PFGE of undigested genomic DNA prepared from other strains of V. cholerae, an El Tor biotype strain E7946 (data not shown), a prototypic O139 serotype strain AI1837 (Fig. (Fig.3),3), and non-O1 strains 392 and S-21 (data not shown) also revealed two bands migrating about the same distance as the two replicons of the V. cholerae classical biotype strain 395 (Fig. (Fig.3).3). Examination of V. mimicus confirmed the presence of two bands following PFGE of undigested genomic DNA. Thus, these members of the genus Vibrio, and most likely all Vibrio species, have two unique replicons.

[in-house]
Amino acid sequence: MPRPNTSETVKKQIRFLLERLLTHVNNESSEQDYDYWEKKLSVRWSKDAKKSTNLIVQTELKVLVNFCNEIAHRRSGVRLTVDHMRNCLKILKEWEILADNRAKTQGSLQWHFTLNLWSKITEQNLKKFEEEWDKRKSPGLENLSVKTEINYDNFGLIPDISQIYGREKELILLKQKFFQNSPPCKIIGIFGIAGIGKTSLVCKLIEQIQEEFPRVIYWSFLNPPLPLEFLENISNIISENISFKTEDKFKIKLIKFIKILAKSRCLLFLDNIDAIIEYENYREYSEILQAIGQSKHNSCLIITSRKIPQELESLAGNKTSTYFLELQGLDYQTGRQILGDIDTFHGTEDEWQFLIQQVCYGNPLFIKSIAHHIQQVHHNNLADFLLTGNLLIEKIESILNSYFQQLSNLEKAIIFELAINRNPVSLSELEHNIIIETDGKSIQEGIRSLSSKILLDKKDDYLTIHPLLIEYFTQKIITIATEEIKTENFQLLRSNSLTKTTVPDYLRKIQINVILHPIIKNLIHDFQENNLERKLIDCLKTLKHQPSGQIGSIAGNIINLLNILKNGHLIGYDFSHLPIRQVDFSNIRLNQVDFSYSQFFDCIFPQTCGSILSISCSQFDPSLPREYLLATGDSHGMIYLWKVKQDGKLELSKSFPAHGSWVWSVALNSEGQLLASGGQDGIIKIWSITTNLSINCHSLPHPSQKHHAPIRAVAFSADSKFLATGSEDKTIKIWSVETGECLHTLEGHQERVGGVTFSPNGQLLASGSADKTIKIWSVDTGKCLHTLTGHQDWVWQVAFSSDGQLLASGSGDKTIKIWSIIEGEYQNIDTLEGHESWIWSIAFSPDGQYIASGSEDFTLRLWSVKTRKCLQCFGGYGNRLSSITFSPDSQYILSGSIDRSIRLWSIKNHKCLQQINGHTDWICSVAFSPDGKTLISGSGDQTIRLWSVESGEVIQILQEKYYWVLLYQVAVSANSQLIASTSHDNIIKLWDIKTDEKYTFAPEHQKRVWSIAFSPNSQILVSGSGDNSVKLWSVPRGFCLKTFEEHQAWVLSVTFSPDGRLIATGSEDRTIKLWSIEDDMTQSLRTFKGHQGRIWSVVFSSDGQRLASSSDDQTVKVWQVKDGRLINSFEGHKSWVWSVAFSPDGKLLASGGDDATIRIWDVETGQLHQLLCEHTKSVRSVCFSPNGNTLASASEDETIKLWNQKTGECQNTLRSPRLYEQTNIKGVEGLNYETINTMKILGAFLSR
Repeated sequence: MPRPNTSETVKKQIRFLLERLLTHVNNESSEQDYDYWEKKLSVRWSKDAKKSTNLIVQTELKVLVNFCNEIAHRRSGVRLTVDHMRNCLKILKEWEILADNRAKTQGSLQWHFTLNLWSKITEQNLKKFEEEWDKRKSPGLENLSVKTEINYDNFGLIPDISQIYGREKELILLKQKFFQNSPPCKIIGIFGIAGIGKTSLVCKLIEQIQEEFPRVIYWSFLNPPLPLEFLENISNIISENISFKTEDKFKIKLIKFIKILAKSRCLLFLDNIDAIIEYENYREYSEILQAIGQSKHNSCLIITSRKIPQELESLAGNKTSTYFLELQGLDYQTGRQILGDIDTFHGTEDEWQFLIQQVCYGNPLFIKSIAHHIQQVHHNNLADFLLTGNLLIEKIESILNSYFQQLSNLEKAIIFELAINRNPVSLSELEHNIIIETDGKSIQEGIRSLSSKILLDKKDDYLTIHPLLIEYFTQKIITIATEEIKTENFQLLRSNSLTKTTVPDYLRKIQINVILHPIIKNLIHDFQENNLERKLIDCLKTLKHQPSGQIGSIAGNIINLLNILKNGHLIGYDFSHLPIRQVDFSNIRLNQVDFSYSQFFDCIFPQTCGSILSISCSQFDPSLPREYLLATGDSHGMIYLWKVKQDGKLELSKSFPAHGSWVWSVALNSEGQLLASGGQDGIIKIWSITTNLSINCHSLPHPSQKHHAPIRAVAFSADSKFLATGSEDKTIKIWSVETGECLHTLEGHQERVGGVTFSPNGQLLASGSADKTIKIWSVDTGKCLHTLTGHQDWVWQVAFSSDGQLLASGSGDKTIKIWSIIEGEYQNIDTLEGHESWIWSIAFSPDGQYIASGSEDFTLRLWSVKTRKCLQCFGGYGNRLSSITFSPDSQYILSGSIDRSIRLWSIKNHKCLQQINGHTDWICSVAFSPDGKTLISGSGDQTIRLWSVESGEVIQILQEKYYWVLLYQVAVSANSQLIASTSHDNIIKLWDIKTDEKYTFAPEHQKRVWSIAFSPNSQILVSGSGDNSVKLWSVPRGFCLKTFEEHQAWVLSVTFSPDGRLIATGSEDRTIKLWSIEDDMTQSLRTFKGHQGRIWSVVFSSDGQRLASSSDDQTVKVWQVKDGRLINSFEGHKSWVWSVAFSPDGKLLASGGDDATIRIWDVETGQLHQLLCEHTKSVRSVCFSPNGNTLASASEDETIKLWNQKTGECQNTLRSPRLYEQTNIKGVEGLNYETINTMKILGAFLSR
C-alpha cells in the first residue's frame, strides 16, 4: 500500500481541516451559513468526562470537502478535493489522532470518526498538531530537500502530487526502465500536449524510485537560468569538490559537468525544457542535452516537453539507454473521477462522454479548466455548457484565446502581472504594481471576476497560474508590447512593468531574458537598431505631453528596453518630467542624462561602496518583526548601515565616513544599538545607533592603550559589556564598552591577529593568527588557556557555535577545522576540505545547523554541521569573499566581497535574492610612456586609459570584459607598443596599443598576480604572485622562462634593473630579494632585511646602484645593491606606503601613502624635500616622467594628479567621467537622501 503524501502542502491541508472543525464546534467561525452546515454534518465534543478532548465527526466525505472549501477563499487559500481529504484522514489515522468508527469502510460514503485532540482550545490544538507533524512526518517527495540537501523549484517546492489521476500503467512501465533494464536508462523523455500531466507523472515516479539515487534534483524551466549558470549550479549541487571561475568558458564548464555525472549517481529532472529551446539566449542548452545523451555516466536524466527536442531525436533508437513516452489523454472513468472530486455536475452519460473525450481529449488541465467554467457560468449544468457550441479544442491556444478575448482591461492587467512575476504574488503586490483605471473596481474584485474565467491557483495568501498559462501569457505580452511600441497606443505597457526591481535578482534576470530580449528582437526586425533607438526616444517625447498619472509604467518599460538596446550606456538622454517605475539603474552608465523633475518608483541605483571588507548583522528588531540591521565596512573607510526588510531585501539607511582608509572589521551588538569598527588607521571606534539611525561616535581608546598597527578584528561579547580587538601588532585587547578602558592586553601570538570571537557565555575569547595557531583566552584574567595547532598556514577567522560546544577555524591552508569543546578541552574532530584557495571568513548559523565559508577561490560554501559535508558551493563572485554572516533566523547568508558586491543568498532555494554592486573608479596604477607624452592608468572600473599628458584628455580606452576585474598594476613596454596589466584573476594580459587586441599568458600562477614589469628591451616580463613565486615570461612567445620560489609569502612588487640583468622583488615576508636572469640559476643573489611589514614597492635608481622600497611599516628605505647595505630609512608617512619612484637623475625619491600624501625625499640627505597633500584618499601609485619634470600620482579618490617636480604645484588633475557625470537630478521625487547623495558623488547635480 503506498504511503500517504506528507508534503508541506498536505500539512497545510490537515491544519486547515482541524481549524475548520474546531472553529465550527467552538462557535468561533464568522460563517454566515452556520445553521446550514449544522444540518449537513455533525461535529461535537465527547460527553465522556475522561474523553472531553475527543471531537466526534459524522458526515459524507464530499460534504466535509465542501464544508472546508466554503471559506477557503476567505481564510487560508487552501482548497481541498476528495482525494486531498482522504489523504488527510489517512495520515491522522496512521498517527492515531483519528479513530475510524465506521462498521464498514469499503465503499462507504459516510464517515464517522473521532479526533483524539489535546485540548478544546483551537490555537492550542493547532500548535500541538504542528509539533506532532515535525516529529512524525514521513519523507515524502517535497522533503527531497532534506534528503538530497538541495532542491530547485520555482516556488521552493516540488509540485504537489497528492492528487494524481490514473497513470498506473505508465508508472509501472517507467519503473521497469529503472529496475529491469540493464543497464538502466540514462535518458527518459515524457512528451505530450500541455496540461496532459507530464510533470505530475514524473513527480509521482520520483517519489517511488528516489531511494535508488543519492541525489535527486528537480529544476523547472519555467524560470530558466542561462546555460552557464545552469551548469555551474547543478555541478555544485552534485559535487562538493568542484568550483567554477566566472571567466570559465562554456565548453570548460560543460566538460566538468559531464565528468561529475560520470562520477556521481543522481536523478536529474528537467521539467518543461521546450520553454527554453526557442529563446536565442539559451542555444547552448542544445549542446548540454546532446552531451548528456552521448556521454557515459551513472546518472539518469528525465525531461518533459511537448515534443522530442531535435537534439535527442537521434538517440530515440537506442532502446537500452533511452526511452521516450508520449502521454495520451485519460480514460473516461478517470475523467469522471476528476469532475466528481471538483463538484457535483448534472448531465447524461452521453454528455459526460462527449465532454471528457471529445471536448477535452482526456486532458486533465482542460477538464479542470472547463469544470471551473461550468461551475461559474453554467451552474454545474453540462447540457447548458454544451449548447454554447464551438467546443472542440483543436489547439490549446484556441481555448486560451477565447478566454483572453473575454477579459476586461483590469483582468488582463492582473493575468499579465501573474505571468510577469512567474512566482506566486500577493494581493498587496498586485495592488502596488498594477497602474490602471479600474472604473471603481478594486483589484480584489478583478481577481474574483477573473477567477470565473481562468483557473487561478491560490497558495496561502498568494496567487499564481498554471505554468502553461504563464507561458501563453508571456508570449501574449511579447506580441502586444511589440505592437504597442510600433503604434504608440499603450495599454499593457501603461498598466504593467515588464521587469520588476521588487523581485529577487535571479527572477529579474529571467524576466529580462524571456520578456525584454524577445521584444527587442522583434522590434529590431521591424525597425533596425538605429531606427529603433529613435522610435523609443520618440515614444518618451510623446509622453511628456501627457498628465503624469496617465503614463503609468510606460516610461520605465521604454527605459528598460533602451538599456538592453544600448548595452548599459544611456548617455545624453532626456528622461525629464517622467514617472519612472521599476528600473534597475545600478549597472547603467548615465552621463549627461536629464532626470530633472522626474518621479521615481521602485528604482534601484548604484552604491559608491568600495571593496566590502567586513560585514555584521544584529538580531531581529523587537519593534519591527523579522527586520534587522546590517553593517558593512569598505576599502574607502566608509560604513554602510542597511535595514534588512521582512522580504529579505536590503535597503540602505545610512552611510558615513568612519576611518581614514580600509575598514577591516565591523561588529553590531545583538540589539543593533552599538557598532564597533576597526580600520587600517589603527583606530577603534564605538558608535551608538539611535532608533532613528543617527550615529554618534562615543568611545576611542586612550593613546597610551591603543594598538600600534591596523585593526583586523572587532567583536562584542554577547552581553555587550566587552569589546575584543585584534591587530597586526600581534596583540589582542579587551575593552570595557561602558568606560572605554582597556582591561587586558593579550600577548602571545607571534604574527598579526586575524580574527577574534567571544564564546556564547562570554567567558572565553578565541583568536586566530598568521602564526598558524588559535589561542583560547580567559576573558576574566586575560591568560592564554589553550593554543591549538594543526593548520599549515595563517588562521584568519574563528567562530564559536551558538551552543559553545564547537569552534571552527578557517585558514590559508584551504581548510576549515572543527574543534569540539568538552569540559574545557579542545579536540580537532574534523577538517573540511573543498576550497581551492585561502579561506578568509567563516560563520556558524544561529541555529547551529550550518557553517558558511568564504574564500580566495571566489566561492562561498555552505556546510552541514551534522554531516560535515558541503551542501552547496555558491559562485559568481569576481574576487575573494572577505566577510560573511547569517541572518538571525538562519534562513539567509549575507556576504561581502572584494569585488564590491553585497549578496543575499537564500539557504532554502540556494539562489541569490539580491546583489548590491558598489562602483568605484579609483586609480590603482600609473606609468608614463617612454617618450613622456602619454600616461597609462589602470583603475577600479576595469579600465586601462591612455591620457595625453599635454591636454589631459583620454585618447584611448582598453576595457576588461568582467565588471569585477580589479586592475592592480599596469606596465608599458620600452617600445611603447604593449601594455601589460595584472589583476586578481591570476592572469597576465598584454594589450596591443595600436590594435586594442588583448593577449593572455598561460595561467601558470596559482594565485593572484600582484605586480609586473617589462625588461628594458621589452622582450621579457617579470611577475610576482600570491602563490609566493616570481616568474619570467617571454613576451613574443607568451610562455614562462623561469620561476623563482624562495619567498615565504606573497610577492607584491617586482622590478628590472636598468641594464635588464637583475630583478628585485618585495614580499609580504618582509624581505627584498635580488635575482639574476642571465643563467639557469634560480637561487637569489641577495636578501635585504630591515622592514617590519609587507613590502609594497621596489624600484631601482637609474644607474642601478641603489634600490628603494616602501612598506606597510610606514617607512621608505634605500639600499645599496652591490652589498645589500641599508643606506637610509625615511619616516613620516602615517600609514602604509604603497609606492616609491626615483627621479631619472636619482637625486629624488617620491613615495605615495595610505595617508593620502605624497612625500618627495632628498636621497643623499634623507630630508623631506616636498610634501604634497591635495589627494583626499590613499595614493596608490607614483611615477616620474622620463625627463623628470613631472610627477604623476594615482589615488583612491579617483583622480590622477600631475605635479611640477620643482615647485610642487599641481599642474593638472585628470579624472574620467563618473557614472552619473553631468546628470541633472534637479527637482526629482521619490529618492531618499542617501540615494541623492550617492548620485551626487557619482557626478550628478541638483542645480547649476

The Circular Map of the 2.4-Mb and 1.6-Mb Replicons.

To order the SfiI fragments within the two largest bands separated in the I-CeuI digest, bands 1 and 2 were excised from the agarose gel and digested with a second restriction enzyme, SfiI. The digests were electrophoresed in parallel and with an SfiI digest of total genomic DNA. I-CeuI band 1 yielded 13 discernible SfiI fragments, of which 11 corresponded to fragments present in the total genomic DNA SfiI digest and two were new bands not present in the total genomic DNA SfiI digest and therefore represent I-CeuI–SfiI fragments. These two bands represent part of the SfiI fragments (L and D) present at the ends of the large I-CeuI fragment. The intact SfiI bands contained in band 1 of the I-CeuI digest were B, H, K, O, R, S, W, X, Z, AA, and CC.